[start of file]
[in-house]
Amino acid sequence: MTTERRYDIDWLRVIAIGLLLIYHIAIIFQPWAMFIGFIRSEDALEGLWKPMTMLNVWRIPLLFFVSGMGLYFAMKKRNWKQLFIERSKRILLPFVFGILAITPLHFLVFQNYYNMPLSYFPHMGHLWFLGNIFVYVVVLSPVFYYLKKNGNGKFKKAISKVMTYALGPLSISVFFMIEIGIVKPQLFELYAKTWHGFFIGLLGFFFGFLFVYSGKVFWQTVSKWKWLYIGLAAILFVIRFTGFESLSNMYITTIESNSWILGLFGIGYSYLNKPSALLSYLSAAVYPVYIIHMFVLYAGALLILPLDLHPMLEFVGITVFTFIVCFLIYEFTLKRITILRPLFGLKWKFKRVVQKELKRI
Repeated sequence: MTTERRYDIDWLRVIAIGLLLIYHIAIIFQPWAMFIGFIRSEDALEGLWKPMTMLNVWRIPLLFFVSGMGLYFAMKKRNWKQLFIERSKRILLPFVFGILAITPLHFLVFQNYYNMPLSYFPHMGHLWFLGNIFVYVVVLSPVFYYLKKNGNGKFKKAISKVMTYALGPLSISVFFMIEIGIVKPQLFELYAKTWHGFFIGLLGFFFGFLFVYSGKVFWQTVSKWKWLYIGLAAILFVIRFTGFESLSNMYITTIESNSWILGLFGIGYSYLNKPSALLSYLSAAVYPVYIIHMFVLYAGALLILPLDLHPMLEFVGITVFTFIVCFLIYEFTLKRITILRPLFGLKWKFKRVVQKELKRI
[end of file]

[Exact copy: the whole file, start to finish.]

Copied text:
[in-house]
Amino acid sequence: MTTERRYDIDWLRVIAIGLLLIYHIAIIFQPWAMFIGFIRSEDALEGLWKPMTMLNVWRIPLLFFVSGMGLYFAMKKRNWKQLFIERSKRILLPFVFGILAITPLHFLVFQNYYNMPLSYFPHMGHLWFLGNIFVYVVVLSPVFYYLKKNGNGKFKKAISKVMTYALGPLSISVFFMIEIGIVKPQLFELYAKTWHGFFIGLLGFFFGFLFVYSGKVFWQTVSKWKWLYIGLAAILFVIRFTGFESLSNMYITTIESNSWILGLFGIGYSYLNKPSALLSYLSAAVYPVYIIHMFVLYAGALLILPLDLHPMLEFVGITVFTFIVCFLIYEFTLKRITILRPLFGLKWKFKRVVQKELKRI
Repeated sequence: MTTERRYDIDWLRVIAIGLLLIYHIAIIFQPWAMFIGFIRSEDALEGLWKPMTMLNVWRIPLLFFVSGMGLYFAMKKRNWKQLFIERSKRILLPFVFGILAITPLHFLVFQNYYNMPLSYFPHMGHLWFLGNIFVYVVVLSPVFYYLKKNGNGKFKKAISKVMTYALGPLSISVFFMIEIGIVKPQLFELYAKTWHGFFIGLLGFFFGFLFVYSGKVFWQTVSKWKWLYIGLAAILFVIRFTGFESLSNMYITTIESNSWILGLFGIGYSYLNKPSALLSYLSAAVYPVYIIHMFVLYAGALLILPLDLHPMLEFVGITVFTFIVCFLIYEFTLKRITILRPLFGLKWKFKRVVQKELKRI